For the first time in England football history, one black or ethnic minority candidate will be required to be interviewed for the manager position.  According to ABC News, since “the job was created 72 years ago, every manager of the England men’s football team has been white.”  Although not guaranteed, the mandating of a minority for interview is a step forward for the country’s program and a draw from an American Football policy currently in place in the National Football League (NFL).  The Rooney Rule as it is called “requires teams to interview a diverse pool of candidates for coaching and management positions.”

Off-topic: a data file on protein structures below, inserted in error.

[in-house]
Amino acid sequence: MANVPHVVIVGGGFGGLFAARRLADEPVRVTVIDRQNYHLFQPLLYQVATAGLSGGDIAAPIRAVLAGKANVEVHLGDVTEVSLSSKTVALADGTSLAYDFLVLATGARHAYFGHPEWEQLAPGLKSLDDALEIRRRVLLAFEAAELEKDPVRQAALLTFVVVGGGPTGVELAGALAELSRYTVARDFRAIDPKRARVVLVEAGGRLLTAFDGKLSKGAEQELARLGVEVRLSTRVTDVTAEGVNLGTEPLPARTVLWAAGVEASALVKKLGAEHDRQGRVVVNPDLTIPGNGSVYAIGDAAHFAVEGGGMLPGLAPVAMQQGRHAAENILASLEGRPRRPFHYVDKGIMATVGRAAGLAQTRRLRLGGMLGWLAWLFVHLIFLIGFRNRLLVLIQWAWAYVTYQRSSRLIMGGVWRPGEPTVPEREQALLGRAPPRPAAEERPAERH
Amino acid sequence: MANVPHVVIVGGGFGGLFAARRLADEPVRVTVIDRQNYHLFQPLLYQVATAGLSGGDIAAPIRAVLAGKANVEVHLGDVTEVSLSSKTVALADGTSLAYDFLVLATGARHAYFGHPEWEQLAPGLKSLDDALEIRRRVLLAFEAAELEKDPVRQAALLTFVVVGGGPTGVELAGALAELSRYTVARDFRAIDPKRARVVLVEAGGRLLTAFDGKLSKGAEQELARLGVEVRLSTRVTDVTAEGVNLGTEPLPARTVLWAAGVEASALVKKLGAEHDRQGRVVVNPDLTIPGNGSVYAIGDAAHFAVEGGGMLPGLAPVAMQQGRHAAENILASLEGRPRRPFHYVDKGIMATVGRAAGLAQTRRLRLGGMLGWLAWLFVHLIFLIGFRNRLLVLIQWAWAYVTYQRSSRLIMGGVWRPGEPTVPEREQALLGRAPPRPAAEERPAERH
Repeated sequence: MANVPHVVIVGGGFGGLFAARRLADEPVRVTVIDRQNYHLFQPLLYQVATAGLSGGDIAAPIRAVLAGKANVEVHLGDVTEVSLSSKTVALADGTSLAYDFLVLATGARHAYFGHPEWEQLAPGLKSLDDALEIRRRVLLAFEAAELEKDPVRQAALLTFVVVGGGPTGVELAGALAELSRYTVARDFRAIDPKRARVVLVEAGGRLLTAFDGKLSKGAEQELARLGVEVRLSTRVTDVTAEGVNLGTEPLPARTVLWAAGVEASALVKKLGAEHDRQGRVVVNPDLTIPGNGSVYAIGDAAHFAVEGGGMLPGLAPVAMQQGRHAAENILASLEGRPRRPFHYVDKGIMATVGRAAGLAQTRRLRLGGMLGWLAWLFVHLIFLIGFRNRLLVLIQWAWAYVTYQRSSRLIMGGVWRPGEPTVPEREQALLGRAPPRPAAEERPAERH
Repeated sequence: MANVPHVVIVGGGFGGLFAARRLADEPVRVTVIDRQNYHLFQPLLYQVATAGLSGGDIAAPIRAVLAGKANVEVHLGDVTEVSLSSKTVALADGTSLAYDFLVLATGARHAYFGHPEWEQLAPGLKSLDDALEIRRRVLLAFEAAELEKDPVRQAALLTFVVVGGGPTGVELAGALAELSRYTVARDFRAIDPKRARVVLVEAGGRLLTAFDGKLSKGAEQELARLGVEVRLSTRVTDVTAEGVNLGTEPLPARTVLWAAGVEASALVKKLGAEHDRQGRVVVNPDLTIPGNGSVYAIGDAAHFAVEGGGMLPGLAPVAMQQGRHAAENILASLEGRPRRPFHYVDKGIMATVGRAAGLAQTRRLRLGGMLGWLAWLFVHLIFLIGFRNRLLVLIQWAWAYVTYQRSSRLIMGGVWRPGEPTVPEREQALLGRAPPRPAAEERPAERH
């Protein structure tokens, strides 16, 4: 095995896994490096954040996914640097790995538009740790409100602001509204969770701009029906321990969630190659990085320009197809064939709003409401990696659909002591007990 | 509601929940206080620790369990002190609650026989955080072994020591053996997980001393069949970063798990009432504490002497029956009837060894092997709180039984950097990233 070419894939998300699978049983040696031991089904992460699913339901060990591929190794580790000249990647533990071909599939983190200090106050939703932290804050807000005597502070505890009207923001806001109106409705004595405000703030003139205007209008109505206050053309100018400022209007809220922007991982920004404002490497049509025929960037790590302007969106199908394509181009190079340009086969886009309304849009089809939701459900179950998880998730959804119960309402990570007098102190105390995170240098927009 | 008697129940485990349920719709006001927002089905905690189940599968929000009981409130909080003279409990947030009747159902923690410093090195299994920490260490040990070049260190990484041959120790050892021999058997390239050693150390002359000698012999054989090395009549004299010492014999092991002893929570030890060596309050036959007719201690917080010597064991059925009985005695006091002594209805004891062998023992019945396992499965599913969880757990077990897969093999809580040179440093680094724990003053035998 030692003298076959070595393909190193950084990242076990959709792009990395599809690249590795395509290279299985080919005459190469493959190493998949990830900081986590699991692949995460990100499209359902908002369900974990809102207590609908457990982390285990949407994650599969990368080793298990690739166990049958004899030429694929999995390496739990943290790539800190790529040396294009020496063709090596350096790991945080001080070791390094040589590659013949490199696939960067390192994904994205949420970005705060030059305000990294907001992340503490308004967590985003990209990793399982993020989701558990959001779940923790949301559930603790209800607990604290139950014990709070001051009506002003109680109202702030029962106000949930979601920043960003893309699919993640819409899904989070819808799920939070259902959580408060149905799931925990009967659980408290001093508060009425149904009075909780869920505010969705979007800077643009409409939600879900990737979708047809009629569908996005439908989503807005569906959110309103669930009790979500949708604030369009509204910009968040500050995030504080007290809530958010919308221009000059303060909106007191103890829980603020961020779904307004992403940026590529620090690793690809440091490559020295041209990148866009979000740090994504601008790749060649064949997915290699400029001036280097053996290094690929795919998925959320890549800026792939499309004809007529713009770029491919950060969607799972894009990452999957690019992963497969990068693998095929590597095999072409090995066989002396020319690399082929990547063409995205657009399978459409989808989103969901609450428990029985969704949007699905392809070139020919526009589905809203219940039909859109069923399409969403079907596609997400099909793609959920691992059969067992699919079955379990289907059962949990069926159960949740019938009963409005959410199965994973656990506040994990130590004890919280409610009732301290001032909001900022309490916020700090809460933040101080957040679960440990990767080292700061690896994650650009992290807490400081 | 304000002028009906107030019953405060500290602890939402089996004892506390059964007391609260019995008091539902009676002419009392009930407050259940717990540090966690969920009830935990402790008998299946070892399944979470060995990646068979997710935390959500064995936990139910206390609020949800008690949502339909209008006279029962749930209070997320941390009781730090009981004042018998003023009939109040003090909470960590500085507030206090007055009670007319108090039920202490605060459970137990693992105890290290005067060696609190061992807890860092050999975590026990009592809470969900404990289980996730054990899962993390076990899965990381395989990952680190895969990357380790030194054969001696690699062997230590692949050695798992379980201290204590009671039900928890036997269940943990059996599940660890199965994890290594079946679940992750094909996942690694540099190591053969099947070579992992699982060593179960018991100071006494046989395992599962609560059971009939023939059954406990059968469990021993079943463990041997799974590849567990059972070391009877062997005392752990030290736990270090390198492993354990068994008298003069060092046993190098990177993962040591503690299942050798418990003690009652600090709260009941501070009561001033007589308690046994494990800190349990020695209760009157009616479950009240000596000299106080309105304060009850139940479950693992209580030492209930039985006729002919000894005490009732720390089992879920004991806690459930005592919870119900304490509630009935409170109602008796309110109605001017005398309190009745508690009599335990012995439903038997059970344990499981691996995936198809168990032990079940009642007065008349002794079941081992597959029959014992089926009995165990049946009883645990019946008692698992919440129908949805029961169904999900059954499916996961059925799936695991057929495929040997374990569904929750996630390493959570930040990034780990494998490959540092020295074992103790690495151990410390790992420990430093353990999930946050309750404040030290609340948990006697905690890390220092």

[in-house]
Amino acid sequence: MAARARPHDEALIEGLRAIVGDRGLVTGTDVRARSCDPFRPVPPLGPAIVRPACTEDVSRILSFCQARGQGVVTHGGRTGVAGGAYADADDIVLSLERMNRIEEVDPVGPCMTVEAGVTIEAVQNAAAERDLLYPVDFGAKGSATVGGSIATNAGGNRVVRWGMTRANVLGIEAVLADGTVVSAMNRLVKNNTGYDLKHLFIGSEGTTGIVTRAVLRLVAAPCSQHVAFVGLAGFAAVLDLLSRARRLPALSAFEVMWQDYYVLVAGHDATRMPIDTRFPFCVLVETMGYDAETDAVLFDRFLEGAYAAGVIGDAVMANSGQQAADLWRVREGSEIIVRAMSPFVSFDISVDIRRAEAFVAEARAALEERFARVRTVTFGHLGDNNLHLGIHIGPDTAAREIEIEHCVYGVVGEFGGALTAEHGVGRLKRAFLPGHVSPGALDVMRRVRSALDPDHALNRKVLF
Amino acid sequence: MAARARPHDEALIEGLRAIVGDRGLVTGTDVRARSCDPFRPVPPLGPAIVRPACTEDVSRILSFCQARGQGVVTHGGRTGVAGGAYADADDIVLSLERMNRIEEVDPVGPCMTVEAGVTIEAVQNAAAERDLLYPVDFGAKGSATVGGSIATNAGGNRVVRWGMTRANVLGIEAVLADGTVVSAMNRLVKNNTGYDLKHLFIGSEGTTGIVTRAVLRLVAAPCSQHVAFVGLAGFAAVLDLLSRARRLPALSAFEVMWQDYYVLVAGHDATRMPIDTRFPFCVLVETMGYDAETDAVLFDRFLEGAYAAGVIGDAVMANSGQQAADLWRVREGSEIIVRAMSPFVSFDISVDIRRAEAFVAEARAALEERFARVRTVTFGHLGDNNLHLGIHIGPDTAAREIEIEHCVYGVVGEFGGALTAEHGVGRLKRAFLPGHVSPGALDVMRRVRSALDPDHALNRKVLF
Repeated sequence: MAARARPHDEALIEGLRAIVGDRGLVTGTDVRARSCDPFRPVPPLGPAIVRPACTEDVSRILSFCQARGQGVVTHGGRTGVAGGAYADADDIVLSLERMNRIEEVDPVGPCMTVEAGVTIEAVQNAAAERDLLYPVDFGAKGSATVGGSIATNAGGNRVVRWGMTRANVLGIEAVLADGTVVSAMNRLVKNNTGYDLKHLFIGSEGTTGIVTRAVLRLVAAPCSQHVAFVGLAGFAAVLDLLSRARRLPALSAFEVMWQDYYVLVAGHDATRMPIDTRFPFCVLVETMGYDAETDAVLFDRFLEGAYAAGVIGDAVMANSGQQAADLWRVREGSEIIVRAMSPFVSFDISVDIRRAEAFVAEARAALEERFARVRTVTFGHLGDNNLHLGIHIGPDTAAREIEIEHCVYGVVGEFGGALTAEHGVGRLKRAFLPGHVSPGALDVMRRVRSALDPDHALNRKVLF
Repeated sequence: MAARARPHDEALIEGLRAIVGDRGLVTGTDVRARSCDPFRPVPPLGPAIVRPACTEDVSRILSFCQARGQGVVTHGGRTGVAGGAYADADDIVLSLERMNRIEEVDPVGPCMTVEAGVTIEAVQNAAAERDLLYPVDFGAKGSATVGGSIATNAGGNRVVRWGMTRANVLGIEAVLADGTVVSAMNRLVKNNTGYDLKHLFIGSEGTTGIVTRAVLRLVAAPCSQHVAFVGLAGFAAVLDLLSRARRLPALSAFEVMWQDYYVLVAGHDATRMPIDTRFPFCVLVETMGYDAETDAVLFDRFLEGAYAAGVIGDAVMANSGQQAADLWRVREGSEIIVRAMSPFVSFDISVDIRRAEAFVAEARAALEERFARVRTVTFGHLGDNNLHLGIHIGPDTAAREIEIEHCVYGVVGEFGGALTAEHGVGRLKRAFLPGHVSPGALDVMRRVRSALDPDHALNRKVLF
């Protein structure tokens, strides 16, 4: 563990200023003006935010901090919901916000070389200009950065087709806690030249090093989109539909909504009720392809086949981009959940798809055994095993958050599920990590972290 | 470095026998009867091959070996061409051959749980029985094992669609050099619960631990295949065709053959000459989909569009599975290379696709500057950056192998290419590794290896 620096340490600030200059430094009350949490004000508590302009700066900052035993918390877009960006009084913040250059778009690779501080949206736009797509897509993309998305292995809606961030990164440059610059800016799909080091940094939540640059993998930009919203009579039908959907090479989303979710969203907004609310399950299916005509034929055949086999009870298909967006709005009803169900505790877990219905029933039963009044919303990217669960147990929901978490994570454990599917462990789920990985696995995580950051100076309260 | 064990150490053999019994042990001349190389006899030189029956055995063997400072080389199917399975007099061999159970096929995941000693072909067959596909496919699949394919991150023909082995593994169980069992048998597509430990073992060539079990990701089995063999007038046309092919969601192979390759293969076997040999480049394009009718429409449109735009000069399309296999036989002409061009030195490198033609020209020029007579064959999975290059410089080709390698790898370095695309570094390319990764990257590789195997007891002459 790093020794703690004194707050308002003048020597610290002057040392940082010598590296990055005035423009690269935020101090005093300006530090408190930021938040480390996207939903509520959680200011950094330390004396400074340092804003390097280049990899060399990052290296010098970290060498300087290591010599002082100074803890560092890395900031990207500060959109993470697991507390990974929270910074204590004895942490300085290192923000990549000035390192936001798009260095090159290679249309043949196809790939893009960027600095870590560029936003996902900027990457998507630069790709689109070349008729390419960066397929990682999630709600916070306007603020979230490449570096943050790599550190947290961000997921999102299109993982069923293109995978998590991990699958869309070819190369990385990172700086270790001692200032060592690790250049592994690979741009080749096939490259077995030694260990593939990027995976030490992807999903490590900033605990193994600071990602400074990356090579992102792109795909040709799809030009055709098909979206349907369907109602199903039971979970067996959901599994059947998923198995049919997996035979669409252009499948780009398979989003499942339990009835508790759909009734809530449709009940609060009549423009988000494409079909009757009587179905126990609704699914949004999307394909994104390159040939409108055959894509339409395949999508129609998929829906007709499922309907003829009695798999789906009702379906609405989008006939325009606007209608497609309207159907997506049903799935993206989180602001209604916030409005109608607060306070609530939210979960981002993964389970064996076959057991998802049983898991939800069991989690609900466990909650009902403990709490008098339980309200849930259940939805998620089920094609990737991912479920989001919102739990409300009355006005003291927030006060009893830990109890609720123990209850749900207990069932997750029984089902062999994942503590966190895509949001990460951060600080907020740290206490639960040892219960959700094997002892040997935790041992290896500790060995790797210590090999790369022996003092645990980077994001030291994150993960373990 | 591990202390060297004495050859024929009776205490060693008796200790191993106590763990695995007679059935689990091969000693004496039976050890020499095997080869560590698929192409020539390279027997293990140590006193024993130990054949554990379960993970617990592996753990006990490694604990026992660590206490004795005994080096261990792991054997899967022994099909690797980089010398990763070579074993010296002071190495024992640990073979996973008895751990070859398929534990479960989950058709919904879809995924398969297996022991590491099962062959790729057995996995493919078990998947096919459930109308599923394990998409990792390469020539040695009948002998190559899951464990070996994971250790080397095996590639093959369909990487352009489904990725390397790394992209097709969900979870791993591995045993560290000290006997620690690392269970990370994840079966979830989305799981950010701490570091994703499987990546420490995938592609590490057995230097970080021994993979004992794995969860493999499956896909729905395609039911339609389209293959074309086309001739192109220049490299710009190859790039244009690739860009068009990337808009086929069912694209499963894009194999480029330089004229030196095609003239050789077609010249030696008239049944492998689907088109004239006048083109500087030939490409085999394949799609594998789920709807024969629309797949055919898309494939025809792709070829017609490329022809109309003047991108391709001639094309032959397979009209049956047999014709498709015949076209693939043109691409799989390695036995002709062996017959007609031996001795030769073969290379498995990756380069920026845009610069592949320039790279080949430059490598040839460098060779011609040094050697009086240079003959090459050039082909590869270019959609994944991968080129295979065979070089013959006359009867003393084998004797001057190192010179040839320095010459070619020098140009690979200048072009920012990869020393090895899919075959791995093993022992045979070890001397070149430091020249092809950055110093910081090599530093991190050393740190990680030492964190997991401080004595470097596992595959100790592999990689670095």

The FA’s Rooney Rule covers jobs across all 28 national teams organized under the England flag, including youth and disability squads for men and women. Currently, only one manager is black: Kevin Betsy, who runs the men’s under-15s.  The women’s team was led into the 2007 and 2011 World Cups by Hope Powell, who is black. The team currently requires a new coach.

The push for diversity was spurred by a recent altercation in which women’s team member Eni Aluko accused former manager Mark Sampson and Lee Kendell of racial discrimination.  The issue highlighted a history of not so friendly diversity issues and has resulted in a solution that could benefit England’s team from a ethnic diversity standpoint.

“The Sports People’s Think Tank reported in November that 22 of 482 coaching roles across 92 clubs in the top four professional leagues in England were held by BAME coaches.”

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